Under the shelf where you are going to attach the container, apply a couple of dobs of the glue from the clicky thing and stick the base to the underneath of the shelf.

Step 4
Allow to dry - the glue not you -(it wasn't that much hard work) and when dry attach the other part of the CD/DVD pack and fill with useful items such as the knobs we made previously.

Note how the dust already in situ under the shelf remains in place.

Obviously the cleaner had not been into my workshop immediately prior to me taking the photo.

Step 5
Ponder the logic of now having a single container permanently stuck to an area under a shelf that you can not actually get to with ease!

Oh well, somebody might find it a useful tip.

Anyhoo, got to get back to making more toys before I run out of the hard-as-nails stuff.

Doc ;-)

Friday, 3 June 2011

Thank you blogger:

I would just like to thank Blogger and all those associated with it for somehow losing all the comments on my posts.

You people don't happen to work for the Australian government do you. They seem to be about as competent with the interwebs as you guys!

How am I supposed to remember which jokes I used razz

Now I have to go back to the real world and play.

Thanks to all my followers for following. I will post something less melodramatic when I can.

Doc wink

Apparently light travels faster than sound - this explains why some people appear bright until they open their mouth.


Monday, 17 January 2011

More, more more...

How do you like it?

Hi all.

Have been unwell so thought that whilst I'm still alive instead of blah-ing on <---new word there, I reckon, I would post some more piccies of some toys I made for sale and/or the grand-twins.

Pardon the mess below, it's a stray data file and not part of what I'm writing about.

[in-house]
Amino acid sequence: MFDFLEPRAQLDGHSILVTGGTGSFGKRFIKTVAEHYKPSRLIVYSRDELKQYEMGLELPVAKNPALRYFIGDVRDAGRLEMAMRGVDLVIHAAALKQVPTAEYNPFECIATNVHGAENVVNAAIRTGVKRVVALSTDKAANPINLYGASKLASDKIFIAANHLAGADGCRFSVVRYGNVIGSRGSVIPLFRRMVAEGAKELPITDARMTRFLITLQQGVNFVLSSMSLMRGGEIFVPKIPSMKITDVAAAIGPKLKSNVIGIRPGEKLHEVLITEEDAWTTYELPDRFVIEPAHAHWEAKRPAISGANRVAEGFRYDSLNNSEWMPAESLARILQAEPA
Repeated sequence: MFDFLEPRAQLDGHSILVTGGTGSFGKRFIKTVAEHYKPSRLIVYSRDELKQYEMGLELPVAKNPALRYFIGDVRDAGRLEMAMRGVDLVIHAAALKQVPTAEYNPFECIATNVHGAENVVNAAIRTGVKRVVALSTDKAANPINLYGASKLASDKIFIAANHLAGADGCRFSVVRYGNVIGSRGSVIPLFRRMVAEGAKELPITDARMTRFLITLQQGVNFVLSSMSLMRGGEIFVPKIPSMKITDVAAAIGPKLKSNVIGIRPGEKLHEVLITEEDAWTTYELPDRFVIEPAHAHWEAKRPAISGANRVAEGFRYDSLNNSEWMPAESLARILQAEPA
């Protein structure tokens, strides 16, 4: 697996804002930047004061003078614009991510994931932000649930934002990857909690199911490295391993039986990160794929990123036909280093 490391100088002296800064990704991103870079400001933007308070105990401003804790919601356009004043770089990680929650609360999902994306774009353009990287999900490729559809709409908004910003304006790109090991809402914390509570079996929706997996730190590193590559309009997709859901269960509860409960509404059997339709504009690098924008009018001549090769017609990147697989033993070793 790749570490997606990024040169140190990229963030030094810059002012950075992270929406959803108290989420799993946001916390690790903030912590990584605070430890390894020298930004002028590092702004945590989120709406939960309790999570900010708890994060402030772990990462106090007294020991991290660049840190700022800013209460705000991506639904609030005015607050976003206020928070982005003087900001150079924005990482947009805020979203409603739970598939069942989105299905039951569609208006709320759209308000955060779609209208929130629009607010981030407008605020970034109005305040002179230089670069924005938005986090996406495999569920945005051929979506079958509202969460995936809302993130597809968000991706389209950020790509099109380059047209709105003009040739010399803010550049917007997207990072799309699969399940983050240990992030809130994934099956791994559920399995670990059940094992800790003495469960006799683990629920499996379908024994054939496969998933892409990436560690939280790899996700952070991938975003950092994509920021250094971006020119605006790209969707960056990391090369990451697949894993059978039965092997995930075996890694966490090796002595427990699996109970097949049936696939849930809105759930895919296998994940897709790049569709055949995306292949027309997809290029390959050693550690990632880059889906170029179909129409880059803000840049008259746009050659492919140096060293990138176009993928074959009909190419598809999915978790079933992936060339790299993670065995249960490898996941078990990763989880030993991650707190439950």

All made from scraps. Enjoy.

First a legal warning:
Please be careful looking at these toys.

Some of the pictures have sharp corners.

Some of them contain parts that could be swallowed by a child. Especially if that child has a mouth capable of pigging out on something the size of its own head.

Bear this in mind if you copy any of the designs.

They also are finished in a child safe oil which can cause injury when the 5 litre can containing the oil is bumped with a bare foot.

Do not ask me how I know this.

No electrons were harmed in the posting of these pictures and only stunt cats were used and no harm was done to them. Much. Well, maybe a little bit but accidents happen. biggrin

A special family by request.

Another special family living in a 300mm tall house with no stairs! cool

It's a pair of rattles I made for the you-know-whos. Ninja the nosey cat doing what she does best - bugger all but get in the way (anybody want a cat). biggrin

Another wheeled vehicle about 200mm long. No. Wheely, it is. biggrin

The goddess calls this the roadster, I think. Or maybe it was rooster. Also about 200mm long. The roadster/rooster not the goddess. eek

My first noisy pair of toys for the grand-twins. The balls make an irritating ping-ponging noise bouncing around inside their 'cage'.

Grandparenting is all about revenge.